Baller status! Standing with your feet together, hold a medicine ball in front of your chest. Take a big step forward with your left foot and lower your body into a lunge. Hinge at the waist as you shift the ball into your right hand. Lower it underneath your left thigh to pass it to your left hand. Return to stand, and then repeat on the other side.

Elevated Reverse Lunge

Step right up! Stand on a step or a box, place your hands on your hips, and step back with your left leg, lowering your body into a lunge. Push through your right foot and straighten your right leg as you return to the standing position. Repeat on the other side.

Diagonal Dumbbell Lunge

For improved stability and stronger quads and hamstrings, move at a diagonal. Grab a dumbbell in each hand (you can also do this exercise sans dumbbell!) and stand with your feet hip-width apart. Just like you would with a traditional lunge, take a large step forward with your right leg, but instead of moving in a straight line, step out on a diagonal. Bend both knees until your right knee forms about a 90-degree angle. Return to standing, and then repeat on the other side.

Lateral Raise Lunge

Another shoulder sculptor, this exercise builds upon the basic lunge movement. Grab a dumbbell in each hand, and hold them by your sides, palms facing in toward your body. As you lower your body into a lunge, raise your arms up to the sides (it’ll look like you’re forming a “T” with your upper body!), and then lower them as you return to stand.

Reverse Lunge Knee-Up

Add some more pep to your (lunge) step! Perform the reverse lunge as usual, but instead of simply returning to standing, straighten your front leg to jump up and draw your back leg up in front of you (so your thigh is parallel to the ground), all in one explosive motion. Return to reverse lunge stance and repeat.

Split Lunge Jump

Get your heart racing with this plyometric exercise. Begin in a lunge stance with your left leg forward. Push through both feet and jump up so that your feet come together in the air. Land in a lunge position, this time with your right leg in front. Continue alternating, moving quickly through the exercise.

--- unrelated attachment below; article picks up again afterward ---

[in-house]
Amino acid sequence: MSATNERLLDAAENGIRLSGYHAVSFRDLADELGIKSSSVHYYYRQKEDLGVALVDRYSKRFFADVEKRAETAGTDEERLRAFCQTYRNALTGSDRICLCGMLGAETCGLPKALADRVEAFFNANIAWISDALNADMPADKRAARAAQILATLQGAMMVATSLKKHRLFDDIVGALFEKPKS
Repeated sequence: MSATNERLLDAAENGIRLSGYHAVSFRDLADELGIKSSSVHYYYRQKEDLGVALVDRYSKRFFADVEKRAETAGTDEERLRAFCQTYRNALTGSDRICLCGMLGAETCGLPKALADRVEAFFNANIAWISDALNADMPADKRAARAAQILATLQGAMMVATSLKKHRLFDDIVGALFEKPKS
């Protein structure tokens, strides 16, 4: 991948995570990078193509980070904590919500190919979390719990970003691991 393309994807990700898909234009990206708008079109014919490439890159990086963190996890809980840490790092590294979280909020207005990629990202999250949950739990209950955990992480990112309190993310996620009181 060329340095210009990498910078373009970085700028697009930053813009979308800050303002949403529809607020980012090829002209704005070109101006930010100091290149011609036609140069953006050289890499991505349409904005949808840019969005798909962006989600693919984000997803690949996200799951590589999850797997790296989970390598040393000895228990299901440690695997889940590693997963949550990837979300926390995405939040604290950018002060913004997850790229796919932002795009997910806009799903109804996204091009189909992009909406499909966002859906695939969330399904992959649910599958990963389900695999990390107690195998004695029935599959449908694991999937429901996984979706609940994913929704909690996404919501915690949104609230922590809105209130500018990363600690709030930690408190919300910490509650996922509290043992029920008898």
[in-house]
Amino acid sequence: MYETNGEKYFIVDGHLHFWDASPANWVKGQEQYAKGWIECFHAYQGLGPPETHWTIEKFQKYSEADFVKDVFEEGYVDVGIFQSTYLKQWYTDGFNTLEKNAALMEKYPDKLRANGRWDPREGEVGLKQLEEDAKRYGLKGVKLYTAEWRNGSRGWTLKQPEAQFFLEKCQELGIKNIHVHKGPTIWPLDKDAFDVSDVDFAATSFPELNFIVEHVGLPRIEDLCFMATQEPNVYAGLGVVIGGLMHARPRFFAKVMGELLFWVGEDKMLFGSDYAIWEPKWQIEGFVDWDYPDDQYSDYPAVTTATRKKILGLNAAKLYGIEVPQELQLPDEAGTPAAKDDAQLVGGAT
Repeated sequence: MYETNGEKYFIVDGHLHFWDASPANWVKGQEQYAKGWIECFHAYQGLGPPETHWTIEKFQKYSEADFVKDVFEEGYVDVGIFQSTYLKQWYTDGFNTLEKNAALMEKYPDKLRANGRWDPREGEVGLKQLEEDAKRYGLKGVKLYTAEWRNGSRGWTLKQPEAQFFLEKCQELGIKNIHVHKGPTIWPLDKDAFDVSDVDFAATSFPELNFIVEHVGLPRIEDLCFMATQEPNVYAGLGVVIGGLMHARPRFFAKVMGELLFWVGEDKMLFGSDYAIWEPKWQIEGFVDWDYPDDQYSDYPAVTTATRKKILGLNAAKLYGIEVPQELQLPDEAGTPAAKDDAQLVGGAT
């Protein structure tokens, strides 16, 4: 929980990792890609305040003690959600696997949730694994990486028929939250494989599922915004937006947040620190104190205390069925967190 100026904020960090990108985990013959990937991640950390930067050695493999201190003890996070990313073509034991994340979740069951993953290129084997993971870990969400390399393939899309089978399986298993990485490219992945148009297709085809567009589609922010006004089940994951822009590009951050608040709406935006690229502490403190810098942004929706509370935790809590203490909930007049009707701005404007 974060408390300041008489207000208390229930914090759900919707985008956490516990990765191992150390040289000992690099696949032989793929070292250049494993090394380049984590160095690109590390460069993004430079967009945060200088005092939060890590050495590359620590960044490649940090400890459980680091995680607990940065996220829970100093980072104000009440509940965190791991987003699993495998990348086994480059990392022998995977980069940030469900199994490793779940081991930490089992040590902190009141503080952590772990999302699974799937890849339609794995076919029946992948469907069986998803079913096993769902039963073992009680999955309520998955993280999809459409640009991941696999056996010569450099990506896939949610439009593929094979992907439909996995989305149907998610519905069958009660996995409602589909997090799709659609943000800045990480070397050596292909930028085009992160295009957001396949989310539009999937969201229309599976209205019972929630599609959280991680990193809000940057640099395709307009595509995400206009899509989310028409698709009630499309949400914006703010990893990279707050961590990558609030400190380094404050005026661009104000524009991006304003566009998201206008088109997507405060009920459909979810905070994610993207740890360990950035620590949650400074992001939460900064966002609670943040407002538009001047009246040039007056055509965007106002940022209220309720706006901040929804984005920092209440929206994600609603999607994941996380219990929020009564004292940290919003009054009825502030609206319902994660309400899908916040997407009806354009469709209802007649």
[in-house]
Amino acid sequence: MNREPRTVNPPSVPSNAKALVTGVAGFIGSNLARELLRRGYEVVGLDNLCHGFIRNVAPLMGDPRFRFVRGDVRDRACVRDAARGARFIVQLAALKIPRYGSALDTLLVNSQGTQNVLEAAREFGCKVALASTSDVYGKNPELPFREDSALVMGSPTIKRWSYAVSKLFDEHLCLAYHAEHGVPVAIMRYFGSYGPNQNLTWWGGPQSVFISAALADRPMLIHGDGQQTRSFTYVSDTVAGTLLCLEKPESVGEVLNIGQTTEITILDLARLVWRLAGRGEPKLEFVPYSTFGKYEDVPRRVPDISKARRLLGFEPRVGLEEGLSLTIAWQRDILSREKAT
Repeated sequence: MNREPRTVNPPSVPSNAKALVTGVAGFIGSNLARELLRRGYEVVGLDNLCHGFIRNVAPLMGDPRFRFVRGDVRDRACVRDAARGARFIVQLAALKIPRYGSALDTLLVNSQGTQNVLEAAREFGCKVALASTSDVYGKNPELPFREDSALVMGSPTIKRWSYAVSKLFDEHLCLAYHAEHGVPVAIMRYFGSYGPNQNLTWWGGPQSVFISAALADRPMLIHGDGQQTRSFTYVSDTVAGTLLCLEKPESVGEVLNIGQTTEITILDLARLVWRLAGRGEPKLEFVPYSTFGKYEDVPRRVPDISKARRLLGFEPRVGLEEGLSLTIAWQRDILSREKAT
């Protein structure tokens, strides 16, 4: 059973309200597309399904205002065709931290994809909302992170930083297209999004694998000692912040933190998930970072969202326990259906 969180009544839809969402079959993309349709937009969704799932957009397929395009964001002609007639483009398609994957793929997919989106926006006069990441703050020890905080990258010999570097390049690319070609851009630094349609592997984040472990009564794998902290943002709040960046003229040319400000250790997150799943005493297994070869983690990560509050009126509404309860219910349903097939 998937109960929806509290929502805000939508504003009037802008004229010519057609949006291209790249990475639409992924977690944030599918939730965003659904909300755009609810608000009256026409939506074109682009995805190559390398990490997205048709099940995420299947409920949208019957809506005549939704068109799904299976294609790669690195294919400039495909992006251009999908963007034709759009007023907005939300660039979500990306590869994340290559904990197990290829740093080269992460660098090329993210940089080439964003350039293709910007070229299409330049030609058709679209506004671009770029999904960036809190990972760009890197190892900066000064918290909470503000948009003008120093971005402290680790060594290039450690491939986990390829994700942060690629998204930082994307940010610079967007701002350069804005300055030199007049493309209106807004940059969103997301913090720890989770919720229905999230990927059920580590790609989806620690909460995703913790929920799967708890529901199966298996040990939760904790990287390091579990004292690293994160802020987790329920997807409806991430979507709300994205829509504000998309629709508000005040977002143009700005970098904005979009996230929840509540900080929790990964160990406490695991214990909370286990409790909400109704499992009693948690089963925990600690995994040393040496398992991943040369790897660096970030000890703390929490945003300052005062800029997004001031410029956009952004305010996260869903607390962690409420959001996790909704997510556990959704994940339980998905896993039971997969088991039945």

Lunge Mountain Climber

This exercise is basically a hybrid of lunges and mountain climbers (A.K.A. the move most love to hate). Start off in push-up position. Bend your right knee, and draw your leg forward, placing your right foot next to your right hand—it’s kind of a stretched-out lunge. Jump both feet up into the air, switching legs so that your left foot lands next to your left hand. Continue alternating, keeping your hips low.

Plyo Side Lunge Switch with Touch-down

Now that it’s football season, it seems only appropriate to include an exercise that involves the word “touchdown”. Disclaimer: This move really has nothing to do with football, but it’s a challenging one nonetheless! Stand with your feet double shoulder-width apart. Lower your body down into a lateral lunge on your left, keeping your chest high as you simultaneously reach your right hand down to the floor in front of you. Push through your left foot to hop back up to the starting wide-stance position, and then repeat the movement on the opposite side. Continue alternating.

Diagonal Jumpers

While this move may look a little funny, the quick pace will get your heart rate pumping, and the movement itself will yield serious lower body strength. Just like you would with the Split Lunge Jump exercise, you’re going to be moving quickly between right lunges and left lunges. The only difference? You’ll be lunging on a diagonal—a movement that’s guaranteed to keep things interesting.

Overhead Lunge

To challenge your core and build shoulder strength, add this move to your routine. Grab a dumbbell in each hand, and raise your arms overhead so that your palms face one another. Now lunge forward with your right leg, and then bring your left leg forward to meet your right. Lunge forward with your left leg, and then bring your right leg forward to meet your left. Continue alternating, keeping the weights up throughout the movement.

Lunge Jump Burpee

Lunges and burpees…yep, you read that right. Rev your metabolism and strengthen and condition your entire body with this two-in-one move. Perform a perfect burpee, and once you’ve jumped up to stand, immediately perform a lunge jump on your right, and then a lunge jump on your left. Repeat—if you dare!

Thanks to our friends at Lululemon for outfitting our model in the Cool Racerback!